Ontario, Canada; email@example.com
2-14-1938 / Class of '93 / Last Update: 8/01
I was born in the town of Gillingham, Kent, England on Feb. 14th, 1938. Being as
my father was in the British Navy we seemed to not stay in one place very long.
As a baby, my first move was to Malta where my father was based, it was not too
long before Germany realized that it was important for the Navy to be there and started to bomb the docks, so all non-military were shipped out.
My first memory as a child was living in a London district with my Mother while
my elder brother and sister were sent to the country side for safety, we were
all re-united some time later, finally settling in a small village in the Essex
countryside. There was to my knowledge some kind of nuclear
establishment outside a town some 20 miles from us but I am not sure what it was
On leaving school, I worked on a farm for about 2 years and was around some crop
spraying. At age 18 I was called upon to serve in the armed forces. After
training I was sent to Hohne garrison in Germany attached to a tank regiment,
whose base was a short distance away from the world renowned Belsen concentration
campsite which I did visit -- an eerie experience to say the least, as even in
mid-summer there was not a sight or sound of any birds or any kind of wildlife.
Whether or not there was any radiation in the base area, who knows... only
"Government" I guess.
In 1974, we came to Canada in the hopes of better opportunities for our children. I worked for Chrysler for five years at their casting plant which
placed me behind furnaces holding molten Aluminum at some 1200 degrees. After
that, I worked for myself in the home improvement business. In the summer of '92,
I started getting severe pains in my lower back ribs and shoulders, and, when
manually-operated bending machine to bend metal moldings, pain in my forearms.
I went to see my Dr. with these symptoms and was put on anti-inflammatory pills
and pain killers --Tendonitis was the term I think he used. No relief from the
treatment, then in December just before Xmas I found a lump on the top of my
sternum. I went back to my Dr. after the holidays. His response was "I do
not know what it is, but I do not think it is anything to worry about". More pain killers etc.
Things got worse, so I went back. This time X-Rays were
taken. Result: "soft tissue, nothing to worry about".
Finally, when there was no improvement, the Dr. sent me to a surgeon who said the same thing as my
Dr. but also added "if you wish I can do a Biopsy", to which I said
think that would be a good thing as I am tired of not getting results." The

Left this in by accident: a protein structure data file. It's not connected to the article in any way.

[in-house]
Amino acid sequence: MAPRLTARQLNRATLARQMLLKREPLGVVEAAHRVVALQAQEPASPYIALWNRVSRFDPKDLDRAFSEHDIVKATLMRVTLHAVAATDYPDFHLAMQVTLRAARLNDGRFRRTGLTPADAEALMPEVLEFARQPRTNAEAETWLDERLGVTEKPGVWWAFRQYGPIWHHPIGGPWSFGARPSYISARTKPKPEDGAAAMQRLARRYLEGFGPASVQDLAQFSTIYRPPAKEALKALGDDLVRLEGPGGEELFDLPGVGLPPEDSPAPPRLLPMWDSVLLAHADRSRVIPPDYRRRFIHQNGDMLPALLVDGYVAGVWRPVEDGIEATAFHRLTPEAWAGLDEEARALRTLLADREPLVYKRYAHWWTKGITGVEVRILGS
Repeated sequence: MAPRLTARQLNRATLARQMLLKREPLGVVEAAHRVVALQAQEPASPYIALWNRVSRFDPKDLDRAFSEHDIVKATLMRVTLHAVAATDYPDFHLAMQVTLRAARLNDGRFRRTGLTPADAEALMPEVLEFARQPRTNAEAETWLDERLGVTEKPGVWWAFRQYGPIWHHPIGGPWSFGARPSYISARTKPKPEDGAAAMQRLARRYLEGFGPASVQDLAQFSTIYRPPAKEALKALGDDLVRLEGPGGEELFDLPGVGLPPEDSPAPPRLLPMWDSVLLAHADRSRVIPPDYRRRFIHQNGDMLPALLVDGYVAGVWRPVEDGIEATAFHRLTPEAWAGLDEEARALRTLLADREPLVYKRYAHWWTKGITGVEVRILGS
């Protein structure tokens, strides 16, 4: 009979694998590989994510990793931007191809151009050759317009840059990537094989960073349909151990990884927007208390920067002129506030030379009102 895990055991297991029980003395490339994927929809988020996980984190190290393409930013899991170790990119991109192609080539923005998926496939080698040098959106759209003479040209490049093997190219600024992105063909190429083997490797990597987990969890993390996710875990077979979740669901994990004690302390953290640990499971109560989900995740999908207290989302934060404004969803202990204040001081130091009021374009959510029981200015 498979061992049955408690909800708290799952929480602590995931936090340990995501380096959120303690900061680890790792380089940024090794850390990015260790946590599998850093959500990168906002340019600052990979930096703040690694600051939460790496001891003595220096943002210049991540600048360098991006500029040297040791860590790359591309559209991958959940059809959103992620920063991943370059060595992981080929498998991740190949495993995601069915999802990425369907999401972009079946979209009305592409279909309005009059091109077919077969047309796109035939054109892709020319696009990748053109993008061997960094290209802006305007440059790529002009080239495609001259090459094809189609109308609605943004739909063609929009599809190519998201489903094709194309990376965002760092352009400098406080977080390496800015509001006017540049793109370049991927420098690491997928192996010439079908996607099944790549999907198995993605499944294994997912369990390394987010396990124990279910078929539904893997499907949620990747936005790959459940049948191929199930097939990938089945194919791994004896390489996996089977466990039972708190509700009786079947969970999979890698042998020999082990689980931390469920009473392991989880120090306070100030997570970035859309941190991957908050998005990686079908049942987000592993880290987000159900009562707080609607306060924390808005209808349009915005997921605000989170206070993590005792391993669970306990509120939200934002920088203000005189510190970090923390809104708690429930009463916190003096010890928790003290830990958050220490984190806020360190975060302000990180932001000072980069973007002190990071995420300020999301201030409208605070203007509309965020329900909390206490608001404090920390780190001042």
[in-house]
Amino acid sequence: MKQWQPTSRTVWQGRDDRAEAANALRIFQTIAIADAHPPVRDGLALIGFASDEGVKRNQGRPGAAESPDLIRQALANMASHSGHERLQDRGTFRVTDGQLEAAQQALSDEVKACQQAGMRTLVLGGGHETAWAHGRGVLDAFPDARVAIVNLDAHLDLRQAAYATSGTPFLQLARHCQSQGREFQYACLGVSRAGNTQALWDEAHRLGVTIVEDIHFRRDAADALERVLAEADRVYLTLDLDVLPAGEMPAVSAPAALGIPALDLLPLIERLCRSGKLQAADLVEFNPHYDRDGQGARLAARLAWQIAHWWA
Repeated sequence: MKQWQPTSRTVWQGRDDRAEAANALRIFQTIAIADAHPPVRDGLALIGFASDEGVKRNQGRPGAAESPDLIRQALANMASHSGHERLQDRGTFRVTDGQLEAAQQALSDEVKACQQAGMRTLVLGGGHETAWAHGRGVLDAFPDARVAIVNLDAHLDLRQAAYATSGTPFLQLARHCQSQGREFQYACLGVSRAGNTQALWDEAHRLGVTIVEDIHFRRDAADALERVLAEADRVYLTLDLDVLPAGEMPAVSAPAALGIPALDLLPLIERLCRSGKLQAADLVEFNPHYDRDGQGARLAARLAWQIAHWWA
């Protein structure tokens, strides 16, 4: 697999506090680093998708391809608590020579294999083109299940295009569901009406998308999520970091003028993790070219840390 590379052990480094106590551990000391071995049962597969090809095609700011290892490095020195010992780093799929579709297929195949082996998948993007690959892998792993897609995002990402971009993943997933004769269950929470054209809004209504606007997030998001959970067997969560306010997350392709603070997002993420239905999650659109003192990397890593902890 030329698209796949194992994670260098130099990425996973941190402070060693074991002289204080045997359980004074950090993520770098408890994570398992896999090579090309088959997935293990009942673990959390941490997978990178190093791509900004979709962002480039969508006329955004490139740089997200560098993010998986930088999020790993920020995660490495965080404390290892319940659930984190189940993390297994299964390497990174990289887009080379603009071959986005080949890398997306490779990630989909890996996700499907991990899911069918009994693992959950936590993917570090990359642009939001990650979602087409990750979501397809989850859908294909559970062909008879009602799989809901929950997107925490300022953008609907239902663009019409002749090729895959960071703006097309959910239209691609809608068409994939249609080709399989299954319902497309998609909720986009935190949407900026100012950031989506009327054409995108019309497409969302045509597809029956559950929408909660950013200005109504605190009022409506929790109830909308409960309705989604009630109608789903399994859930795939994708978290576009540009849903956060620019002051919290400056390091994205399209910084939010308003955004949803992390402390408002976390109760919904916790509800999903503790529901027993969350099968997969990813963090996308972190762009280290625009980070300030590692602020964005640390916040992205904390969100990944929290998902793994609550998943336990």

result was a malignant tumor. I was sent to an Onc. who straight away did a
B.M.B. and soon after came back with a Plasmscytoma and arranged for 15 sessions
of radiation. It goes without saying that we did, of course, find ourselves a
new family Dr. My Onc said after the radiation that this is curable, so if you
remain in remission for 5 years we can say goodbye.
This wasn't to be: In 18 months I had severe pains in my ribs again another
B.M.B confirmed relapse Jan. 95. My Onc promptly arranged sessions of V.A.D.
once a month, then before the first one, decided to send me to see a Myeloma
specialist, as he said that I was strong and healthy other than the Myeloma and
that I might be accepted for a A.B.M.T. I was offered a clinical trials
transplant. V.A.D went ahead as planned -- no great complications -- until after the
third session, I had been home for 1 day and was taking a bath when I noticed my
left arm and left side of my chest swelling and turning slightly blue. Back to
E.R. After dye injection X-Rays, it was confirmed blood clots possibly caused by
the Hickman line. In hospital for another week on a Heparin drip and then on
Coumadin for 6 months until the Hickman line was removed after the transplant.
After finishing V.A.D I was finally prepared for the transplant with high
dose Cyclophosphamide and Prednisone for 4 days, 2 weeks later Stem cell
collection, and 2 weeks later high dose Busulfan and Cyclophosphamide for 6 days.
Then they graciously gave me the day off to rest for the transplant. I spent a
total of 6 weeks in the hospital and was released with a Plasma cell count of
less than 1%, in full remission. The only problem was dehydration because of lack
of retaining fluids, so I was on a saline drip at home for one week. Everything
went fine for a year then BANG!: Shingles, hospital for a week, then on
antibiotic drip at home.
Everything has been good since then with no pills of any kind. I have never